Infant is to Blame for Deliberate Criminal Conduct, Assumption of Risk,
and Failure to Avoid Consequences
So said the response filed by lawyers representing the officers and the Habersham County Sheriff Department. Infant Bou-Bou Phonesavanh, who we wrote about last year, was the lead plaintiff in a lawsuit attempting to recover about a million dollars in medical bills caused by a flash bang grenade thrown into Bou Bou's crib. Below is the relevant part of the filing:
To the extent as may be shown by the evidence through discovery, plaintiffs'injuries and damages, if any, were caused by the deliberate, criminal conduct of plaintiffs, and such criminal conduct supersedes any and all negligence or liability,if any, on the part of these defendants.
To the extent as may be shown by the evidence through discovery, these defendants also assert the affirmatives defenses of assumption of the risk, failure to avoid consequences, laches, failure to mitigate damages, last clear chance and sudden emergency
Bou Bou's family had been staying at the house after their own home burned to the ground. The infant was about 18 months old, couldn't speak, walking wobble legged but that didn't stop the Sheriff's lawyers from claiming "deliberate criminal conduct" that justified the 2:00 am no knock warrant. Merely by sleeping in a home the baby exposed himself to having a flash bang grenade thrown into his crib. Burning at 2000 to 3500 degrees Fahrenheit the flash bag grenade is considered a destructive device by the ATF. Bou Bou actually impeded the trajectory of that grenade, refused to flee from his crib, and thus failed to avoid the consequences of the SWAT Team attack.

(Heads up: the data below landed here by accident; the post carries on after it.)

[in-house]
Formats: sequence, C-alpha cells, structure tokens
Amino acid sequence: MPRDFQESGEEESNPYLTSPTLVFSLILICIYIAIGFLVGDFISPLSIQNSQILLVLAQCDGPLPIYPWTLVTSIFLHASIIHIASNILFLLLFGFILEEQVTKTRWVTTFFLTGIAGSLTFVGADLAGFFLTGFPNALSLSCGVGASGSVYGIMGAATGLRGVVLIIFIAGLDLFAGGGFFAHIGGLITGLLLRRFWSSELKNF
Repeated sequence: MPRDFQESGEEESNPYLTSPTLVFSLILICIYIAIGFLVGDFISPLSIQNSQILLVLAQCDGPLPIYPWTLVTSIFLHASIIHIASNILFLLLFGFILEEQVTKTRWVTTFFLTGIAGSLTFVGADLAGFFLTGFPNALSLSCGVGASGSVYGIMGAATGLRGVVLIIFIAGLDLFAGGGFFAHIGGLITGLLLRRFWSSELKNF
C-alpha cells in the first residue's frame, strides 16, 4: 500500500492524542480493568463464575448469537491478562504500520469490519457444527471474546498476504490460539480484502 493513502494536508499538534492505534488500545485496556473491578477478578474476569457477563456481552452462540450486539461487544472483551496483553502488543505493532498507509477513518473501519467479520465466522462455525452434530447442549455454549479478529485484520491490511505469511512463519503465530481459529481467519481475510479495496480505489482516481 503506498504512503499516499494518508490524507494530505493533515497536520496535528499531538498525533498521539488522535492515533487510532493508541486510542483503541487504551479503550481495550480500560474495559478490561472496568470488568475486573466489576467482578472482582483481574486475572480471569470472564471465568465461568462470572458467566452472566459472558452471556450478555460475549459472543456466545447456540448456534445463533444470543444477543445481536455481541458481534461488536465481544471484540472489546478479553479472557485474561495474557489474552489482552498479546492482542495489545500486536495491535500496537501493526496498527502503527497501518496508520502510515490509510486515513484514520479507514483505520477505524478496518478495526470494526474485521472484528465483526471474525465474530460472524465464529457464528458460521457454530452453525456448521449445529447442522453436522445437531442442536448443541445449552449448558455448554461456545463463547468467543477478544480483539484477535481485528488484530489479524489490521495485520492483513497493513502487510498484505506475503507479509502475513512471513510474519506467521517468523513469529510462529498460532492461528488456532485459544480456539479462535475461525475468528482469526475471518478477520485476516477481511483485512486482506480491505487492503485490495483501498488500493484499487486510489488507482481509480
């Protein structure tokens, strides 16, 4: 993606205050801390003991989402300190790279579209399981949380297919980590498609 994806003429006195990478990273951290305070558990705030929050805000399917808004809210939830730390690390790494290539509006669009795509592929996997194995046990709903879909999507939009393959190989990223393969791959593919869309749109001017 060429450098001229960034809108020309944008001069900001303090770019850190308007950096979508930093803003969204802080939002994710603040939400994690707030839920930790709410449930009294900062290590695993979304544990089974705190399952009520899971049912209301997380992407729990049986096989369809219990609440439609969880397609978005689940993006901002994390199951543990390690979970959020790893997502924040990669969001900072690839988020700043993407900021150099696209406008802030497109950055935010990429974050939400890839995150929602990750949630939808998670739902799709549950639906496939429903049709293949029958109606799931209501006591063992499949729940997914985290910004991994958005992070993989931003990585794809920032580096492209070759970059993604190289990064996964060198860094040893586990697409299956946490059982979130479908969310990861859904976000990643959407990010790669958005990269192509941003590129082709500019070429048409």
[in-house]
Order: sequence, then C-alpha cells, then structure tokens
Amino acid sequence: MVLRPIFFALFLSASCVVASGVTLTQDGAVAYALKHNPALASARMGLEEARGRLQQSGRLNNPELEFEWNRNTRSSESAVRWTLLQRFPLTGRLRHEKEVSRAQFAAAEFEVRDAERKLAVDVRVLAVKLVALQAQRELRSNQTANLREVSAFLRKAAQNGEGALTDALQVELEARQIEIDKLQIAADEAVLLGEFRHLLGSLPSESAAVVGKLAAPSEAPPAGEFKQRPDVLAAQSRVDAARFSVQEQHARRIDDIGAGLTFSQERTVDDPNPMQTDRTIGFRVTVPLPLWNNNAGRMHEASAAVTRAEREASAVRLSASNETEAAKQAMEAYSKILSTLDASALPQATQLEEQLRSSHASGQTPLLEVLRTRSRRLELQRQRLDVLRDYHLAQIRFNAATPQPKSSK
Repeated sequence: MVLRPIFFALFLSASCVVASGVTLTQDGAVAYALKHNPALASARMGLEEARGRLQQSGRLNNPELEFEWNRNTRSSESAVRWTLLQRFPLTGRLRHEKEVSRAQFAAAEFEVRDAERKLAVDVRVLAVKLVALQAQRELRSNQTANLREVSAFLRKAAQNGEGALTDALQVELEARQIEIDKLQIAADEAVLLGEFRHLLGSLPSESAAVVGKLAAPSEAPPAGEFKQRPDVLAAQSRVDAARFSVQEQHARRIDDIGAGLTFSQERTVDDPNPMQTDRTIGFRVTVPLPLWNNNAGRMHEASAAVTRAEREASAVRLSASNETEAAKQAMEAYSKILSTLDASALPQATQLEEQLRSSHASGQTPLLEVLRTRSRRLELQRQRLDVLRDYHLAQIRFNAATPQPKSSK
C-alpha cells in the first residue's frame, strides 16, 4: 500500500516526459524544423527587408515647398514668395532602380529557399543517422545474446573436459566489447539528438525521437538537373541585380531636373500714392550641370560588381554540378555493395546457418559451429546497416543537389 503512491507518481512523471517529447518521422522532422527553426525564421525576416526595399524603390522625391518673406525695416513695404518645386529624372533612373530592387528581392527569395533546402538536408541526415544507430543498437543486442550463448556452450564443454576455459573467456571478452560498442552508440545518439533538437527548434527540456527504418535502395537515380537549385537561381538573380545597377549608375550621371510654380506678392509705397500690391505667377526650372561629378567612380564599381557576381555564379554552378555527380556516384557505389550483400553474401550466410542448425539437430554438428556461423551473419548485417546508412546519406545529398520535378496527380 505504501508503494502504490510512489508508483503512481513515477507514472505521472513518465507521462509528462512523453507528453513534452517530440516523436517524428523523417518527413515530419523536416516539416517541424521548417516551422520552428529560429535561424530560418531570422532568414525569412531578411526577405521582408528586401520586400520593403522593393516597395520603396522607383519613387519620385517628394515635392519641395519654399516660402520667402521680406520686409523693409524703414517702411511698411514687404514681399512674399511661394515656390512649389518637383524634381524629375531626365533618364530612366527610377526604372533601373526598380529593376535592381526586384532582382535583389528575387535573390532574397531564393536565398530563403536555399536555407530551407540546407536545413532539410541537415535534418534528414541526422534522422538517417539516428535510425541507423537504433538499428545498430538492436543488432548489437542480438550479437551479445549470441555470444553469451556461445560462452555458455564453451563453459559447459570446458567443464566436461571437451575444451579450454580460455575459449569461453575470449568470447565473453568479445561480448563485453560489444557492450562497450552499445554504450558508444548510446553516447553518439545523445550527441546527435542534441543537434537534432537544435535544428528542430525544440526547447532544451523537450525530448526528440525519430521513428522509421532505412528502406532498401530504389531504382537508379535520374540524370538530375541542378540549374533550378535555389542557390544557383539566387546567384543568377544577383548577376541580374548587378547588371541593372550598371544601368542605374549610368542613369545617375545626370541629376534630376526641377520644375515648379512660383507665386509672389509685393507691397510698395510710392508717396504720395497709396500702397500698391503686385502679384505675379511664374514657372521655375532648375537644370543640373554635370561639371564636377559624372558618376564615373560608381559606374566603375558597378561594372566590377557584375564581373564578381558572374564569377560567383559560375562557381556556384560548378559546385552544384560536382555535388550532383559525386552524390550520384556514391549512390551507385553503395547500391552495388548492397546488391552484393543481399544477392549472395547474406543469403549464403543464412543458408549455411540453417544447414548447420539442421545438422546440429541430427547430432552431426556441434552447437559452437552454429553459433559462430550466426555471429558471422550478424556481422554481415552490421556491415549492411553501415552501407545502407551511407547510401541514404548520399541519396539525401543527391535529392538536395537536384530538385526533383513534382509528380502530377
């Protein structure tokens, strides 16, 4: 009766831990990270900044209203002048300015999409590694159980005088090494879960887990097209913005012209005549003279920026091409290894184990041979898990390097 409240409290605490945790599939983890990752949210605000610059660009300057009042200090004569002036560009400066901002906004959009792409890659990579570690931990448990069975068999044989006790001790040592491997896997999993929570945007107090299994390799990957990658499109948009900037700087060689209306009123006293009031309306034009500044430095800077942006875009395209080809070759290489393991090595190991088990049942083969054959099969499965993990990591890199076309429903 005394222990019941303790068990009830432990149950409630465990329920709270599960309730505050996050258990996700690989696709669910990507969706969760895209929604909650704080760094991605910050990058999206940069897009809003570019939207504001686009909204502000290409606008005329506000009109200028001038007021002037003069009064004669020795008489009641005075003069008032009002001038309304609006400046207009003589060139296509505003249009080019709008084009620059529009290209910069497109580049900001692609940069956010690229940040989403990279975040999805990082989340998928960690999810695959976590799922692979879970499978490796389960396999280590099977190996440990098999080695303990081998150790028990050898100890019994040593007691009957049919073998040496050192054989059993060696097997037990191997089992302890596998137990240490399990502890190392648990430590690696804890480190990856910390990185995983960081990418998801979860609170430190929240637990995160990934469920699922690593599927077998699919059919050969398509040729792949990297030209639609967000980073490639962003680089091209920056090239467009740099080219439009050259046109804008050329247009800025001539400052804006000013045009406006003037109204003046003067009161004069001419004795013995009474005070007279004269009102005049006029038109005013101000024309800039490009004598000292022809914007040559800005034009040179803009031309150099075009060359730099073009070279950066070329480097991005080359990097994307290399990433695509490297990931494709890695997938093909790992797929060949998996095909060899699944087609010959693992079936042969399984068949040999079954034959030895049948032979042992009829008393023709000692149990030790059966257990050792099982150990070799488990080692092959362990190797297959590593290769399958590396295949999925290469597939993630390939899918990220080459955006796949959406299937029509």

An anonymous tip that $50.00 in drugs had been sold led to the 2:00am home invasion in Cornelia Georgia. Nothing illegal was found in the raid. The front yard littered with toys was ignored by the officers and while the search warrant was issued in the early afternoon no effort was made to watch the home to determine if the suspect was present or if there were any children living in the home. Like the Waco debacle, the local sheriff had ample opportunities to arrest the suspect during daylight hours and without violence and as the suspect was not present at the time of the raid the entire home invasion was ill conceived and ill led. Wanis Thonetheva was the suspect named in the warrant and was arrested a few hours later without incident.
Initially the father of the child had noticed the empty crib along with the blood. Having been thrown to the floor and shackled the parents were not allowed to check on the screaming child and the child was seized and taken away for emergency treatment, allegedly for a dislodged tooth. The parents weren't told of the horrific injuries caused by the exploding grenade and only found out much later when they found out that the child was in a coma. In fact the child suffered severe blast injuries and burns to the face and chest, with twenty percent of the upper lip missing, nose separated from the bones, and a large burn into the chest.
Dislodged tooth or blown off face it was determined by the Sheriff office that the baby was responsible for its injuries. Named as the lead plaintiff in the federal lawsuit the lawyers set out to prove to the court that Bou Bou was indeed responsible for not foreseeing the possibility that a SWAT team wouldn't attack at 2:00 am. The idea was to claim that the criminal conduct of Bou Bou superseded any negligence and liability of those attacking the home.
Anonymous tip from a petty criminal, no evidence of any illegal activity found in the raid, home torn apart, baby burned badly and nearly killed and no one is to blame except for the victims. A local Grand Jury had refused to hold the Sheriff and SWAT team members accountable and the county government reneged on a promise to pay the million dollars in medical bills so the family filed suit.